George's on going attempt to keep Mr. Potter from gaining complete control of the town is the kind of thing we've seen thousands of times in movies before. The difference between this film and so many others, is that the fight isn't that grand and dramatic. Sure, some of the scenes and the dialog are relatively dramatic, but in towns across the country, this same fight was being waged. It's something so much a part of the American character that we're still waging those exact same battles today. Distrust of a concentration of power and wealth are at the heart of the nation's founding and have worked themselves into the way we see ourselves and our world so deeply that the battle George wages with Mr. Potter throughout the film is familiar, understandable and sympathetic no matter what time period it is when one first sees the film. The questions related to the profit motive versus the greater good have probably been around since nomadic groups of hunter/gatherers traded amongst each other, though they are especially acute in a society based on a capitalist economy. We still have these same arguments today, the most currently public being centered on the internet itself. Are we going to allow a small group of major corporations have control of content or is it going to continue to be a much more open, user based medium? We still haven't decided, but in it's essence, it's the exact same fight George Bailey was putting up against Mr. Potter. It's the kind of argument we Americans have been having amongst ourselves since the country was founded.

Possibly the thing I most enjoy about It's a Wonderful Life now is that each of these episodes plays itself out, with George being consumed by them in a singular way. As an audience, we're seeing them and understanding them as part of a larger narrative, but George isn't. For him, each one is immediate and urgent, and only vaguely related to the rest, until the last act of the film of course, when George gets the opportunity to find out exactly what would have become of Bedford Falls and the people he cares about if he hadn't been there to fight through each specific incident to create the larger whole. George never became a rich man through the creation of Bailey Park, but he provided an opportunity for dreams more humble than his own to be achieved. As he stumbles through the town which became Pottersville in his absence, it is a little comical to see the nightclubs and bars as representations of everything antithetical to the kind of small town community George was able to help continue. It's certainly a little puritanical, and it reminds me that the distrust with which rural and suburban communities view cities has a long history for us as well. But it's the cut throat nature of the entire sequence which is most striking. The convivial tone George brought to the majority of his interactions with the rest of the people in the town is gone. These people are largely strangers to one another, and he who falls among them gets kicked, not helped to his feet. It presents a strong argument that more than George's ability to help these people own homes, stay free of Potters tyranically selfish nature, it was his friendly and giving spirit which was most important for the town, and so long as there was one man continuously willing to sacrifice for the better of the whole, it effected the nature of the entire town. It suggests that so long as George was there to be willing to give, each of the others to whom he gave, had a little more to give to the next person. Not necessarily materially, but in terms of human kindness and compassion.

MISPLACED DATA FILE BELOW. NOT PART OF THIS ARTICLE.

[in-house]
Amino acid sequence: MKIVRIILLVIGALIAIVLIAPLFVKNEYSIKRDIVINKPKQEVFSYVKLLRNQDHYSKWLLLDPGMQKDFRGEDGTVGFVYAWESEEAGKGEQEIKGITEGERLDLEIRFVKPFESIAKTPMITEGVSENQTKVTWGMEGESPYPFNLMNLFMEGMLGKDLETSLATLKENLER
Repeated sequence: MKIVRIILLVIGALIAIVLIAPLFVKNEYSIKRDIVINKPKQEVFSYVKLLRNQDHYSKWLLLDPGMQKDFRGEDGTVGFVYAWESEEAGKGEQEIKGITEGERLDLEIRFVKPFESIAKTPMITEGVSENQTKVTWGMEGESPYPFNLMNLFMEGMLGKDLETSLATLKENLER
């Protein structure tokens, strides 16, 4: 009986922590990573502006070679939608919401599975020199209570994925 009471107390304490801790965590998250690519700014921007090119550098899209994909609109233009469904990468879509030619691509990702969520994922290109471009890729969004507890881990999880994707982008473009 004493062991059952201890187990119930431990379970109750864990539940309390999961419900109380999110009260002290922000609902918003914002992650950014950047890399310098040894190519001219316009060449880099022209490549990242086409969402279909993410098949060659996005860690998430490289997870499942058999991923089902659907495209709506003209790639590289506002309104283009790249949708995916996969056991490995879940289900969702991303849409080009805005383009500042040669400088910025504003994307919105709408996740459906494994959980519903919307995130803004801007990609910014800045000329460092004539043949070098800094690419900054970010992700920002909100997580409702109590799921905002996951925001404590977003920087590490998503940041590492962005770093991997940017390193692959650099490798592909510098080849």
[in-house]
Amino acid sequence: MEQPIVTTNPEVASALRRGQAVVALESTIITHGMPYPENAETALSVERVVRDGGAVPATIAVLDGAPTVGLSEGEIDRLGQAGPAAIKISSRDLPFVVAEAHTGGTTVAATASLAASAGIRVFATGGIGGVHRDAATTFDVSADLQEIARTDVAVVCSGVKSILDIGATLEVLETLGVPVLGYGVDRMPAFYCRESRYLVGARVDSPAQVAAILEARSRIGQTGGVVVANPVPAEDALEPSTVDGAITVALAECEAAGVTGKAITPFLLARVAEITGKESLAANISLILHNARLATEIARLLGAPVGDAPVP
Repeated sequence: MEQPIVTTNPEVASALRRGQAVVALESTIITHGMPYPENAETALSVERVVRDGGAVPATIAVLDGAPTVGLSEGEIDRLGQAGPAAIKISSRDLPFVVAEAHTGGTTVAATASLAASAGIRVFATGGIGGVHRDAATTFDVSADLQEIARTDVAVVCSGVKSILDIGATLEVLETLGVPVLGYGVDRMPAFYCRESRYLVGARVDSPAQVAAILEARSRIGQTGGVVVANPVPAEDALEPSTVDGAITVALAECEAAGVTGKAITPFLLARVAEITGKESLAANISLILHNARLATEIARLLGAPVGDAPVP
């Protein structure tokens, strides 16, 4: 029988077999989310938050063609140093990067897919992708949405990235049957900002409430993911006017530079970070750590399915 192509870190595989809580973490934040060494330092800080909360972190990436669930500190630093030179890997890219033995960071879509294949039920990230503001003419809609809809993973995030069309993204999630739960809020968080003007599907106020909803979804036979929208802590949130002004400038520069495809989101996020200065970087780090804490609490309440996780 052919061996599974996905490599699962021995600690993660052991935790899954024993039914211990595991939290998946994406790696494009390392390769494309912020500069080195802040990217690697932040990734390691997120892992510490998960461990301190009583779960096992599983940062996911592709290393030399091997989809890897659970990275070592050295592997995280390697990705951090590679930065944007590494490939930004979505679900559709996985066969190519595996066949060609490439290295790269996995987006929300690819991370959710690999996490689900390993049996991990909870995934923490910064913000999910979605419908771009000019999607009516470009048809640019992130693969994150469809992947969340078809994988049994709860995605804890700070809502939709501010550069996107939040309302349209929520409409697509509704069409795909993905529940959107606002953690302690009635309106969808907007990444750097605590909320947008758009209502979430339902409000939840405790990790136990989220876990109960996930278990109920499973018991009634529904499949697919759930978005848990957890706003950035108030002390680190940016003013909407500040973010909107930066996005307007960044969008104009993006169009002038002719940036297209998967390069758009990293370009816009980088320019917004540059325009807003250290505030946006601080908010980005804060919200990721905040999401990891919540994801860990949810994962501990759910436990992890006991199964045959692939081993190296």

The interesting thing about that suggestion is that it's just as much a part of the American tradition and character to be venal and petty, selfish and apathetic. It only took George's absence for all of these things to change and for Bedford Falls to become the den of sin and cruelty that is Pottersville. George gave up his ambitions up in favor of those whose ambitions were more humble than his own, but even George's ambitions were humble in comparison to those of Potter, and without George around to be a counter weight, the same kind of selfishness and cruelty colored the entire town, just as his own good nature had effected the town in his reality. 

All in all, this is a great film. It came to it's classic status many years after it was finally released because the copyright lapsed, making it a cheap and easy film for television stations to run, and run it they did. Once it started being regularly shown on television in the seventies, it started to be recognized as the brillaint film making it is. Another interesting thing to note is that Frank Darabont, director of The Shawshank Redemption is an avid admirer of It's a Wonderful Life's director, Frank Capra, and Shawshank went through a similar cycle of not really being all that popular at the box office, being nominated for a number of Academy Awards and not finding it's real audience, one that is nearly rabid in their love for the film, until it started being repeatedly shown on cable television. Now, the two films are considered among classics of American cinema. 

On a trivia note: in the early part of the film, when George is approaching Ernie's cab, where Burt stands reading a paper, the headline which is only visible very quickly reads, "Mr. Smith Wins Washington." The film that Capra and Jimmy Stewart had last worked on together before Wonderful Life was Mr. Smith Goes to Washington

1 comment:

  1. By pure serendipity (Jung would say "synchronicity," a meaningful coincidence) I read this review the same day I was handed this James Baldwin quote on, of all things, a bookmark:

    "Any real change implies the breakup of the world as one already known it. The loss of all that gave one an identity, the end of safety.

    "And at such a moment, unable to see and not daring to imagine what the future will now bring forth, one clings to what one knew, or thought one knew; to what one possessed or dreamed that one possessed.

    "Yet it is only when persons are able, without bitterness or self-pity, to surrender a dream they have long cherished or a privilege they have long possessed that they are set free-- for higher dreams, for greater privileges.

    'All people have gone through this; go through it, each according to their degrees, throughout their lives. It is one of the irreducible facts of life."